¶ 17 Here, there are additional competency requirements, arising from the 1997 amendment to § 61-8-404, MCA (1995), that were not at issue in Newill. The foundational requirements of § 61-8-404(1)(b)(ii), MCA (1999), and § 61-8-405(1), MCA (1999), must be applied to the case at hand to ascertain competency of the evidence. We note that the administration of a blood test for medical treatment purposes need not be conducted at the request of a peace officer as required by § 61-8-405(1), MCA (1999), since such a requirement is only applicable to blood tests conducted pursuant to § 61-8-402, MCA (1999), whereby § 61-8-402(2)(a), MCA (1999), requires that blood tests administered pursuant to that section "must be administered at the direction of a peace officer". Further, a defendant charged with driving under the influence of alcohol is entitled to procedural safeguards contained in the Administrative Rules of Montana. See State v. Incashola, 1998 MT 184, ¶ 8, 289 Mont. 399, ¶ 8, 961 P.2d 745, ¶ 8 (citation omitted). Accordingly, the Administrative Rules of Montana, specifically Rule 23.4.220, ARM, regarding the collection of blood samples for drug and/or alcohol analysis must be applied to the case at hand to determine if the blood test is competent evidence. However, the requirement of Rule 23.4.220(1), ARM, that a blood sample be collected "upon written request of a peace officer or officer of the court" does not apply to a blood test conducted for medical treatment purposes, as that requirement applies to blood tests conducted pursuant to § 61-8-402, MCA (1999).

¶ 18 Hence, the question remaining is whether the medical blood test taken for medical treatment purposes is "competent" evidence for purposes of admissibility under § 61-4-404(3), MCA (1999). The District Court made no determination whether the evidence was competent pursuant to the requirements of § 61-8-404(1)(b)(ii), MCA (1999), § 61-8-405, MCA (1999), and the Administrative Rules of Montana. Consequently, we are unable to reach a determination of the question presented by § 61-4-404(3), MCA (1999). Thus, we remand this case for such determination by the District Court. Therefore,

¶ 19 IT IS HEREBY ORDERED that the petition for writ of supervisory control is GRANTED and that this case is remanded for further proceedings consistent with this Opinion.

¶ 20 The Clerk of Court is directed to mail a copy of this Order to all counsel of record and the Honorable Jeffrey H. Langton.

DATED this 28th day of December, 2001.

Chief Justice KARLA M. GRAY, Justices JIM REGNIER, JAMES C. NELSON, PATRICIA COTTER, W. WILLIAM LEAPHART and JIM RICE concur.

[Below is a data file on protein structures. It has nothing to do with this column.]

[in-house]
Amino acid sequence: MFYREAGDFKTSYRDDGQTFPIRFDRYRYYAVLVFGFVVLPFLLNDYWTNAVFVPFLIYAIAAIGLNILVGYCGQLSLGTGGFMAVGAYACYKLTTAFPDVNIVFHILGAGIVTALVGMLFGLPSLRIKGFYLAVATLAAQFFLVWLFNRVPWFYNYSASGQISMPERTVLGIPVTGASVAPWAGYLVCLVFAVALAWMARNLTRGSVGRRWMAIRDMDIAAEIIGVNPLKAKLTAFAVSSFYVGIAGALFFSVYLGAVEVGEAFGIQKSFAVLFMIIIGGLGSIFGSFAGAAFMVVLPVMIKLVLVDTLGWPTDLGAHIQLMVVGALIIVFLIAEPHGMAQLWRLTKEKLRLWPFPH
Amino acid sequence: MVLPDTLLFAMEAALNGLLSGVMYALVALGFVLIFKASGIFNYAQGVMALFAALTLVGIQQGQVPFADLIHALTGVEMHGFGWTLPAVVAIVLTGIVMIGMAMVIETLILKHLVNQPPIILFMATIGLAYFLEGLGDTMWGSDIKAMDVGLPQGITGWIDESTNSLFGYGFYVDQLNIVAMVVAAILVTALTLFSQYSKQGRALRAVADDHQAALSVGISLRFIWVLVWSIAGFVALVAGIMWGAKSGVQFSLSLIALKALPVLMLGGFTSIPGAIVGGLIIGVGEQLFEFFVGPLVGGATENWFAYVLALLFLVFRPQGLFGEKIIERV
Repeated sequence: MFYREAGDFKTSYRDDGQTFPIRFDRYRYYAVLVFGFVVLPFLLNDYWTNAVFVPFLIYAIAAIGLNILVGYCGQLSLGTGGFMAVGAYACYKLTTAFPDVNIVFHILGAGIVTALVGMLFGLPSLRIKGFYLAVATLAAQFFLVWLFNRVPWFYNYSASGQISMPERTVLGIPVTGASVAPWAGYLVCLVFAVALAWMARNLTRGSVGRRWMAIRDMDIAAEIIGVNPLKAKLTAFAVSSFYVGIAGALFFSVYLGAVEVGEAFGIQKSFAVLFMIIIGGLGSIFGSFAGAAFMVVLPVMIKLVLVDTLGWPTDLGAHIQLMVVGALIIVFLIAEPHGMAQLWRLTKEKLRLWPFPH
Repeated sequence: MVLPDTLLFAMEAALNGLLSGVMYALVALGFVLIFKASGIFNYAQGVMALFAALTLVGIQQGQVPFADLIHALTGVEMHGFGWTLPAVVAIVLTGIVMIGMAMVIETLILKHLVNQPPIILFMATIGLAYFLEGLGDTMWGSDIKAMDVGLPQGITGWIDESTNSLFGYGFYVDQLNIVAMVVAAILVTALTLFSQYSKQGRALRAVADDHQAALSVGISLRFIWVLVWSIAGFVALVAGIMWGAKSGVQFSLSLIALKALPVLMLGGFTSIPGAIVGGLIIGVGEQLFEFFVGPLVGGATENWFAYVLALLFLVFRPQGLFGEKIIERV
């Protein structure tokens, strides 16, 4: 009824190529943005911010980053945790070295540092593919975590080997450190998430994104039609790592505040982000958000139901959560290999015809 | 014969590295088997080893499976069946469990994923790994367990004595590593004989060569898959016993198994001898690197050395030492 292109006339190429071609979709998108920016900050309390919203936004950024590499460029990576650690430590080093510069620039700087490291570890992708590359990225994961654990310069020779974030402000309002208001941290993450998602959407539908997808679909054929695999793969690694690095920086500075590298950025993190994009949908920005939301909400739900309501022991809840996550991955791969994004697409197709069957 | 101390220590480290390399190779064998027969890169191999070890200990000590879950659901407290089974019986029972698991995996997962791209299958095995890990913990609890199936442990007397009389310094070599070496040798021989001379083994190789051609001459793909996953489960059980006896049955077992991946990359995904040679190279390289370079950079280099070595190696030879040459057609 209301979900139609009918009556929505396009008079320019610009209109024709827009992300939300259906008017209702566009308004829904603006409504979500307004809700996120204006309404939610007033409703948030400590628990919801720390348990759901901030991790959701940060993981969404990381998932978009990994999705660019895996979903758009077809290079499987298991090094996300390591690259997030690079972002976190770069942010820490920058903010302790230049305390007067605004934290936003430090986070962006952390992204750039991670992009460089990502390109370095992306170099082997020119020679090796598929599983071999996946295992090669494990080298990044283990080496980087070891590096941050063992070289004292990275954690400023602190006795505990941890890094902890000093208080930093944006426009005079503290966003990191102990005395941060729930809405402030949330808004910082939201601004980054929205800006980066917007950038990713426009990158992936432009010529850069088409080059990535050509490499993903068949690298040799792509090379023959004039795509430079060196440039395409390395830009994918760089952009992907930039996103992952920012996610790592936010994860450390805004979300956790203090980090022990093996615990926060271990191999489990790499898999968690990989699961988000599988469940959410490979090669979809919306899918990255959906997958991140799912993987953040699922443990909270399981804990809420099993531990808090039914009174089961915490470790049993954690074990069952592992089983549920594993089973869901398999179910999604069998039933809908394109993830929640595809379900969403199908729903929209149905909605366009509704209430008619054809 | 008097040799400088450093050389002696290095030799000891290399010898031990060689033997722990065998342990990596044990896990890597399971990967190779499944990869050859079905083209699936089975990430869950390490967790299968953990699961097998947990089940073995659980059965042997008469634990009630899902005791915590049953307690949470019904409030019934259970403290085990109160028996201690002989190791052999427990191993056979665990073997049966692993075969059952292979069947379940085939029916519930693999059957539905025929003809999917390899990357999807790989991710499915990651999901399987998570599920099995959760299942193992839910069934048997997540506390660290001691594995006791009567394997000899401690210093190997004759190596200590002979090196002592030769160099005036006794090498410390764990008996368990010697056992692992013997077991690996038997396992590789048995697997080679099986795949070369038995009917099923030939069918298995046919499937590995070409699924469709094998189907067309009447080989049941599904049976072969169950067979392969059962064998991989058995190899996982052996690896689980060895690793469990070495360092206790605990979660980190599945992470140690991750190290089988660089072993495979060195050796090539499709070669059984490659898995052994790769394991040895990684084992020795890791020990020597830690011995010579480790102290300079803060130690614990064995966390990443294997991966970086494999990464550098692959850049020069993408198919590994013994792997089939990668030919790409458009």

¶ 21 I concur with that part of the majority opinion which concludes that the foundational requirements found at § 61-8-404(1)(b)(ii), MCA (1999), and § 61-8-405(1), MCA (1999), are applicable to evidence of blood alcohol content regardless of whether the source is blood drawn pursuant to § 61-8-402, MCA, or for purposes of medical treatment. I would add that compliance with applicable administrative regulations is also necessary. ¶ I dissent from that part of the majority opinion which concludes that blood test results obtained by medical providers are admissible to prove operation of a motor vehicle while under the influence of alcohol or drugs even though the motorist from whom the blood was drawn refused to submit to similar tests when requested to do so by a peace officer and suffered the consequences of that refusal. I would affirm the District Court and reverse our prior decision in State v. Newill (1997), 285 Mont. 84, 946 P.2d 134. ¶ I conclude that § 61-8-402, MCA, requires consent of a driver suspected of operating a motor vehicle under the influence of alcohol before tests can be administered to prove the presence of alcohol or drugs in a person's body. The consequences for denying that refusal are set forth in § 61-8-402(4), MCA. To hold, as the majority has done, that the consent requirement can be circumvented by going to the hospital and subpoenaing records of blood test results drawn without the driver's consent renders the procedural requirements in § 61-8-402, MCA, and the sanctions that it provides for failure to give consent meaningless. I would also conclude that the provision in subparagraph (10) which provides that this section does not apply to blood drawn for purposes of medical treatment refers to the assumption of consent provided for in subparagraph (1) and the sanctions for withdrawal of that assumed consent in subparagraph (4). To interpret subparagraph (10) as the majority does renders the statute internally inconsistent. ¶ Finally, I disagree that § 61-8-404(3), MCA, provides any comfort to the majority's position. Section 61-8-404, MCA, has simply been enacted to provide that the blood or breath evidence consented to in § 61-8-402, MCA, is admissible in a judicial proceeding if the prescribed procedures are followed and the necessary foundation for admissibility is laid. Subparagraph (a) refers to any evidence of the measured amount of alcohol or drugs present and subparagraph (b) refers to a report of blood or breath test results. All of § 61-8-404, MCA, other than subparagraph (3), refers to blood or alcohol tests for the presence of alcohol in a person's body. Therefore, when subparagraph (3) refers to "any other competent evidence," it necessarily refers to evidence other than breath or blood tests. For that reason, it cannot serve the purpose for which it is used by the majority. ¶ Therefore, I dissent from that part of the majority opinion which construes §§ 61-8-402 and -404, MCA, to permit the admission of blood test results taken for purposes of medical treatment from a motorist who has declined to submit to testing which would measure the presence of alcohol in that person's body and has already suffered the consequences for that refusal.